7. What about liability waivers signed by a parent or guardian on behalf of a child? Most states do not enforce such waivers, though some states recognize an exception to this rule where the parent-signed waiver relates to a public school, municipal program or voluntary extracurricular program. Courts often uphold such waivers out of a recognition that these programs might not exist without such protection from liability. For this reason, we may see more school districts implement mandatory liability waivers in connection with extracurricular activities and sports programs.


What This Means for You:

The bottom line is that you should not take COVID-19 liability waivers lightly. Treat them with the respect they deserve. If a business is asking you to sign one before letting you on its premises, understand you are not required to sign the waiver. It is your choice. At the same time, recognize that the business may deny you services.

Treat these waivers properly by taking the time to read them carefully. If a waiver clearly states the risks you are assuming and the rights you are relinquishing (such as the right to sue), understand it is possible that that waiver may be enforced by a court to bar any claim you might have otherwise brought against the other party to the agreement.

The information contained herein is not a substitute for legal advice. As specific questions arise, do not hesitate to contact us at Kaveny + Kroll Trial Lawyers,




Zachary Hofeld is a Trial Attorney with Kaveny + Kroll Trial Lawyers. Hofeld graduated from the University of Minnesota Law School. During that time, he served as Managing Editor of the Minnesota Journal of International Law, advanced to the William E. McGee National Civil Rights Moot Court Championship, earned his M.B.A. degree, and briefed, argued, and won a prominent immigration appeal before the U.S. Court of Appeals for the Sixth Circuit. Jasso Arangure v. Whitaker, 911 F.3d 333 (6th Cir. 2018).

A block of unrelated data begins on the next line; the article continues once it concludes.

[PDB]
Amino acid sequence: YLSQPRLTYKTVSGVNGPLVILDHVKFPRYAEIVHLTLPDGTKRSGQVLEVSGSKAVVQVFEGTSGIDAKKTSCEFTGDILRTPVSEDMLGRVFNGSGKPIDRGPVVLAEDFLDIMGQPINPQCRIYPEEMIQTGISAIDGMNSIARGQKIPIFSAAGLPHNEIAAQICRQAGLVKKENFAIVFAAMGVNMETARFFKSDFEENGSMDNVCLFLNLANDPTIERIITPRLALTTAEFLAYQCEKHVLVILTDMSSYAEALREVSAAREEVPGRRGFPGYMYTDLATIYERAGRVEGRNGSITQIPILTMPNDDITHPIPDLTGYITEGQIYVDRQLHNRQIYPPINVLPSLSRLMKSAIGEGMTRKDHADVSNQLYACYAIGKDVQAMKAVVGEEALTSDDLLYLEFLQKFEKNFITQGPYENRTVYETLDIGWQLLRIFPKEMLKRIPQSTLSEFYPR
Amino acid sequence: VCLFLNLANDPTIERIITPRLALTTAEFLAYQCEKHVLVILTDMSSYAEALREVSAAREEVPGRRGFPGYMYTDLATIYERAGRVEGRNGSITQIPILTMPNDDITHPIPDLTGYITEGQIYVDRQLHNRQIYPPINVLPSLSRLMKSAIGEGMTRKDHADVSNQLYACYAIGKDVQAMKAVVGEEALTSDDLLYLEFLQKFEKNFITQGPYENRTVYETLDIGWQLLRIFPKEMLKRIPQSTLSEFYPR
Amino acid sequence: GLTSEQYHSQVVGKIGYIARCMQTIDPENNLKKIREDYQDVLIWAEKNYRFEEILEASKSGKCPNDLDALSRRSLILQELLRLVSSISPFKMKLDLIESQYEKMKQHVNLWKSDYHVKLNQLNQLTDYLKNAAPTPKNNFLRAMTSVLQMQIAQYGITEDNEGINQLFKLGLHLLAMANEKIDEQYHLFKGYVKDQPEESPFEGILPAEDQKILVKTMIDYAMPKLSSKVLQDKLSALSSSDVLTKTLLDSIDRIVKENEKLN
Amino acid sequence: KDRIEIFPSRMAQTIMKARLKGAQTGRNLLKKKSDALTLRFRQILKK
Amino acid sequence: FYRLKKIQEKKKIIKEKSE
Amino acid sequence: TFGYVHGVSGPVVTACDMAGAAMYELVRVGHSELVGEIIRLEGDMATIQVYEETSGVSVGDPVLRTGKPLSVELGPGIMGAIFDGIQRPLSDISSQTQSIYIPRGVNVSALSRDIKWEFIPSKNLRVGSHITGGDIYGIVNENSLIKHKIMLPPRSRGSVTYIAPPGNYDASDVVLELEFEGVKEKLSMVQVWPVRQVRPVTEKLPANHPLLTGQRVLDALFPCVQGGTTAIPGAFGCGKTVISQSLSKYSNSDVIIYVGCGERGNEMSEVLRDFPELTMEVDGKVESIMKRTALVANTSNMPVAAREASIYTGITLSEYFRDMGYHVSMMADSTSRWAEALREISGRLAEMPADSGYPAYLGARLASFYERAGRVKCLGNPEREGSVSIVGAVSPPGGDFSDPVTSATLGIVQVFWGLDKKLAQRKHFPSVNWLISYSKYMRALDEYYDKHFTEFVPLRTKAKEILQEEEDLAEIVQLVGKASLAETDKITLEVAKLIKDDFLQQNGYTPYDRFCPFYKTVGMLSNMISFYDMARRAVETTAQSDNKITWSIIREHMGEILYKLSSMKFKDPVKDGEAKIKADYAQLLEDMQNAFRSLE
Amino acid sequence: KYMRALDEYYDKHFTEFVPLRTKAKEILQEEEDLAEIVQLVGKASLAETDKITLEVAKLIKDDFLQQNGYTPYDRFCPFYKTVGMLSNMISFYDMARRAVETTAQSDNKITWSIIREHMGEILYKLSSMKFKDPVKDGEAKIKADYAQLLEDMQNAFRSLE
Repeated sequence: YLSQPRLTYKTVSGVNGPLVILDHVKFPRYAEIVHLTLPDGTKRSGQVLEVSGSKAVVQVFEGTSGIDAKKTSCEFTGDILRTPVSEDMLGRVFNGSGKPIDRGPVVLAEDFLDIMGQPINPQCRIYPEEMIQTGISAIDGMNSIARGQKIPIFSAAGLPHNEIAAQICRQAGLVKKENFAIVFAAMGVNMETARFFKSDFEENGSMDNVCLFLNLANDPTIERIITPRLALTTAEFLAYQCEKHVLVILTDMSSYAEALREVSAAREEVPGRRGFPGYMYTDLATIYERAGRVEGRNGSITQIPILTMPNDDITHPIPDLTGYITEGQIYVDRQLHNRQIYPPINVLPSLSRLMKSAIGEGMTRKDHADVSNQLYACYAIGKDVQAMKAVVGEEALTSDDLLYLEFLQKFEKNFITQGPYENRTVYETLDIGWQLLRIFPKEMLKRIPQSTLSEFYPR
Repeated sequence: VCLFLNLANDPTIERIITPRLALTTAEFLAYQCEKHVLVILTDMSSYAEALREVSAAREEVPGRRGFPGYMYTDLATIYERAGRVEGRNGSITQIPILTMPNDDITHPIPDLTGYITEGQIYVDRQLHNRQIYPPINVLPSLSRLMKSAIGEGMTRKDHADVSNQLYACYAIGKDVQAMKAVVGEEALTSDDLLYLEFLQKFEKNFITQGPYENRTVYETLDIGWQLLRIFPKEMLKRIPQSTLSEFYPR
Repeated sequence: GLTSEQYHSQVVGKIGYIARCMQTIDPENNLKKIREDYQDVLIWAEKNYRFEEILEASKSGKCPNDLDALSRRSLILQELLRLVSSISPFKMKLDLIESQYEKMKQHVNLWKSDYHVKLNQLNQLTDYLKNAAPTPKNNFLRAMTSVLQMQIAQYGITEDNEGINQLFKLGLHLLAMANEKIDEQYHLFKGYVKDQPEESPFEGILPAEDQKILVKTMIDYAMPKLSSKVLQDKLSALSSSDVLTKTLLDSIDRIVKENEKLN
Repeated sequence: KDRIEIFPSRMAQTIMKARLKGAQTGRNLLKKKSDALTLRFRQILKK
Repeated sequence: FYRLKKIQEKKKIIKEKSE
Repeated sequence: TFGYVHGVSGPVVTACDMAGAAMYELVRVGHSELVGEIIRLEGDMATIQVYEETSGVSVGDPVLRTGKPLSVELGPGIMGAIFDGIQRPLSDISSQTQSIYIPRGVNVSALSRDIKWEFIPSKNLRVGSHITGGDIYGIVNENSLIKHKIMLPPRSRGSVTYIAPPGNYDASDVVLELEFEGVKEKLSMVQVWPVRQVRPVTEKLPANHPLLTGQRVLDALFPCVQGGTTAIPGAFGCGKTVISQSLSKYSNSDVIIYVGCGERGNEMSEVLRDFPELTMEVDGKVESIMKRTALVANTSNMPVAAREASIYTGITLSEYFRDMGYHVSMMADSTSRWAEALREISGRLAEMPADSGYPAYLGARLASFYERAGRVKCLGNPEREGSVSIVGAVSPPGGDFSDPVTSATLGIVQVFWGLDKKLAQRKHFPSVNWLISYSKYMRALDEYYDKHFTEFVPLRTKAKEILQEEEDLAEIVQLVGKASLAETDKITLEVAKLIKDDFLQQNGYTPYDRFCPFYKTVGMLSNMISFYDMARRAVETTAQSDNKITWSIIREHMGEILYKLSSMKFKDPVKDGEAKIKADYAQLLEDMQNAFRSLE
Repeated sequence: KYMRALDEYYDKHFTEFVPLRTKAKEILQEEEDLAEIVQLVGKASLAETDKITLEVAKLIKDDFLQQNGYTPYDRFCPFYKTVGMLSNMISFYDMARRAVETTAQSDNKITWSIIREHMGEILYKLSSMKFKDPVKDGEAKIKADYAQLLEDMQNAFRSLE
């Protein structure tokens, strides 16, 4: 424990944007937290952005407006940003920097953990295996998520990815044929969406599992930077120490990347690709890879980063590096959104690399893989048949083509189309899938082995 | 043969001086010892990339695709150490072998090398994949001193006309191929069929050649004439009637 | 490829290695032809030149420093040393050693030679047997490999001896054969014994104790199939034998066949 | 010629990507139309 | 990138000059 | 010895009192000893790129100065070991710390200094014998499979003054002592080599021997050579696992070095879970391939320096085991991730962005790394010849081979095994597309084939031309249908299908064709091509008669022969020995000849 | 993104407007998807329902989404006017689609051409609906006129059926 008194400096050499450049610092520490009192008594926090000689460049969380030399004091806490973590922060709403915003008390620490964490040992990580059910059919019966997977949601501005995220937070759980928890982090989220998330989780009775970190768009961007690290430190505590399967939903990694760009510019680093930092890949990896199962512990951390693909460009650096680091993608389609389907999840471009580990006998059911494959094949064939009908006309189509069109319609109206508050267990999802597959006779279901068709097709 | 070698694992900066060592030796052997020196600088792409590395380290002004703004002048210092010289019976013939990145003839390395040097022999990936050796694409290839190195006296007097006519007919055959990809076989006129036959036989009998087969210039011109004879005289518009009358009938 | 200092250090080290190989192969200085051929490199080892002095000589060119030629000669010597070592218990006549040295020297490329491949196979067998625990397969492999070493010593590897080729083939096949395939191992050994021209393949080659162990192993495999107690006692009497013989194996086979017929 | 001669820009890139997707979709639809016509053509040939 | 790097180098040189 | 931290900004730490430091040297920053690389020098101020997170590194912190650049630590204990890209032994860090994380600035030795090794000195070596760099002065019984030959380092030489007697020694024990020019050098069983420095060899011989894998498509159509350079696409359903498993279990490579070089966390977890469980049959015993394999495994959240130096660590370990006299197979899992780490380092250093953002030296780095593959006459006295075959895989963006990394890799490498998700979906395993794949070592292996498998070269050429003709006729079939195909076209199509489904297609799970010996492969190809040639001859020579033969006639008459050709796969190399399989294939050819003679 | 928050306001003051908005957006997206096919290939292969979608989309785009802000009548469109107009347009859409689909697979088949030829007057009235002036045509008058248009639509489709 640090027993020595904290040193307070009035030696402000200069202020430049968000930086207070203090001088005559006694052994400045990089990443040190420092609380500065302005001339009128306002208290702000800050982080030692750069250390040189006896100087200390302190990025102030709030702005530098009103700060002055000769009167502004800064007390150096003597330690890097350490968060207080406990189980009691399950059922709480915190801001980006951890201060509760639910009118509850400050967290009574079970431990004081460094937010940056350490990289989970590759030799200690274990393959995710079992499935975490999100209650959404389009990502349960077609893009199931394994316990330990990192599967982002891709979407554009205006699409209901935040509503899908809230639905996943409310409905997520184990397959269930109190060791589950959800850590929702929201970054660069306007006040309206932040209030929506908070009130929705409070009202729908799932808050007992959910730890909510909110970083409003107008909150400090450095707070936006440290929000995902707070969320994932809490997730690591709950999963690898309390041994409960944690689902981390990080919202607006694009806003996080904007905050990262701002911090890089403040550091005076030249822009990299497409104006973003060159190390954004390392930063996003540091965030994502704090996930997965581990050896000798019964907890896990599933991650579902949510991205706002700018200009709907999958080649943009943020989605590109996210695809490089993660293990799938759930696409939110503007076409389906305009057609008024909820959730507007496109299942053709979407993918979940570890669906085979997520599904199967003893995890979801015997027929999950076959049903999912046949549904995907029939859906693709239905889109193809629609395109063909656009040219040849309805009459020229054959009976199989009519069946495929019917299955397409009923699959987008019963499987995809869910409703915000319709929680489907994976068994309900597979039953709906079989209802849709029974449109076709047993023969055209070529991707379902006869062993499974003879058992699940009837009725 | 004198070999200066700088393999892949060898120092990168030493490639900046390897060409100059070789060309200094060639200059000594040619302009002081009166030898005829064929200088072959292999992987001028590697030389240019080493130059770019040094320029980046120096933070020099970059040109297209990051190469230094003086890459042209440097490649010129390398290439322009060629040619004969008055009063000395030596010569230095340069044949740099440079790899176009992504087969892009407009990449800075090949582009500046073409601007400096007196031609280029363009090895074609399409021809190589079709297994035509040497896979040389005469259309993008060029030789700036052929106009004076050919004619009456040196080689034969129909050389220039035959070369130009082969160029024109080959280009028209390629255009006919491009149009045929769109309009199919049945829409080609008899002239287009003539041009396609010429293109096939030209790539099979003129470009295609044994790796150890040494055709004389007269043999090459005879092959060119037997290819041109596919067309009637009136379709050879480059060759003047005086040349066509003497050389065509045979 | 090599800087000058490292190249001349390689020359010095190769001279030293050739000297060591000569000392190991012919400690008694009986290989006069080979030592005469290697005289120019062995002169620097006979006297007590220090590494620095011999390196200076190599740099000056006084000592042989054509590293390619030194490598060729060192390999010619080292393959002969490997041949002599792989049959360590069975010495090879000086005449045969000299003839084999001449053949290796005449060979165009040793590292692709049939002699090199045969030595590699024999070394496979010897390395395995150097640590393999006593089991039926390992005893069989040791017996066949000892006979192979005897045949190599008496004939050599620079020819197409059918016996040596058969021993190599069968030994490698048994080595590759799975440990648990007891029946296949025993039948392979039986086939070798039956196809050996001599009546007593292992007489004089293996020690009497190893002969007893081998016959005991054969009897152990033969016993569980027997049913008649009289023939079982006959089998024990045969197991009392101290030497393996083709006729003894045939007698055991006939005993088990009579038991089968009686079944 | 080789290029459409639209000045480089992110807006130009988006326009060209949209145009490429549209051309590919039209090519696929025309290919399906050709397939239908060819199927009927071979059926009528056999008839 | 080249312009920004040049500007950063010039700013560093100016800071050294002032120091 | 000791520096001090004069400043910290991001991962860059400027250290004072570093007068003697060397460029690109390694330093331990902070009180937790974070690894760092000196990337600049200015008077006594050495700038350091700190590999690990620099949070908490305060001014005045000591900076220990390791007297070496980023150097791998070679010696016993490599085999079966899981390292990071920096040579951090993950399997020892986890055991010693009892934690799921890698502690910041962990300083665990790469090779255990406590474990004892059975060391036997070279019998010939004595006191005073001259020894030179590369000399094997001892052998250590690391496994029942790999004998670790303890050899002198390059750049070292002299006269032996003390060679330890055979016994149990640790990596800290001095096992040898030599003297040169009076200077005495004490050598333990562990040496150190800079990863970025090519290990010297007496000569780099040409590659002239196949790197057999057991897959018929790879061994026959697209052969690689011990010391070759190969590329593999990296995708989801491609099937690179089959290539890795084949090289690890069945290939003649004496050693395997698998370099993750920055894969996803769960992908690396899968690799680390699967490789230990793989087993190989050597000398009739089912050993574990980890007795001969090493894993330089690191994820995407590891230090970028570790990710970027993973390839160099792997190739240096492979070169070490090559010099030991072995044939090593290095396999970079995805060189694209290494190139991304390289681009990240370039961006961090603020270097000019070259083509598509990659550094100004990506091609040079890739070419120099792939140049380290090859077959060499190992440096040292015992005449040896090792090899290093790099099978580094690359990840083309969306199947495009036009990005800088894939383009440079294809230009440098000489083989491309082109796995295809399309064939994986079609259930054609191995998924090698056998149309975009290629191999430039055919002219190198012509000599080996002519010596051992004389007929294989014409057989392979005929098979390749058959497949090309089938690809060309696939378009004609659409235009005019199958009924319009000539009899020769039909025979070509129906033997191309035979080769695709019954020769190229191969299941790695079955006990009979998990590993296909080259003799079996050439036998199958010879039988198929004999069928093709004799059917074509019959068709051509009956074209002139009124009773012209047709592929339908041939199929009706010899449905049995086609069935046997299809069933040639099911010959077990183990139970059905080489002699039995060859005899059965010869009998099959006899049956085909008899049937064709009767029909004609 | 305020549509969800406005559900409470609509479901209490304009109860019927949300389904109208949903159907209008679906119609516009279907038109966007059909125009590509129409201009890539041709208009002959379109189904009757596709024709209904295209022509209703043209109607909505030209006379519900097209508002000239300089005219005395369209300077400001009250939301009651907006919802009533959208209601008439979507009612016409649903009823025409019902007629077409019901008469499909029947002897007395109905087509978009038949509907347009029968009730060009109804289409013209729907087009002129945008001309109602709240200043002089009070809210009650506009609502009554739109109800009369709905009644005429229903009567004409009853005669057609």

Hofeld spent his undergraduate years at Harvard, where he studied Government, led the Harvard Cancer Society, and played Varsity Baseball.

The art of parenting and persuasion

The art of parenting and persuasion. Balancing life and the law.

Chicago Daily Law Bulletin – July 22, 2020
by Jeffery J. Kroll
Jeffrey J. Kroll is a founding partner of Kaveny + Kroll LLC. He has achieved settlements and verdicts in a wide range of cases, from trucking accidents to medical malpractice to sports safety cases.

Having an 18-year-old son and a 12-year-old daughter can be really interesting … even under the most benign of circumstances! Under the glare of a pandemic, however, I have realized the more time I spend with them, they are so me — and so not me.

We may share likes and dislikes, but many of their interests are beyond my comprehension. Sure, I have been in a couple of TikTok videos with Lily and have engaged in a variety of activities with my soon-to-be at college son, Jack, and his friends until midnight. Yet, we are all fiercely individual in so many aspects, which makes me wonder how much I actually impact their choices — and ultimately their future. It also gives me a view from the side of judge and juror, one that is not my primary vocation.
That line of thinking leads me back to my own life and to the jurors we work with and how impactful they are on potential life-changing decisions for our clients. Sure, jury selection may not return for this calendar year, but as trial lawyers we need to stay sharp.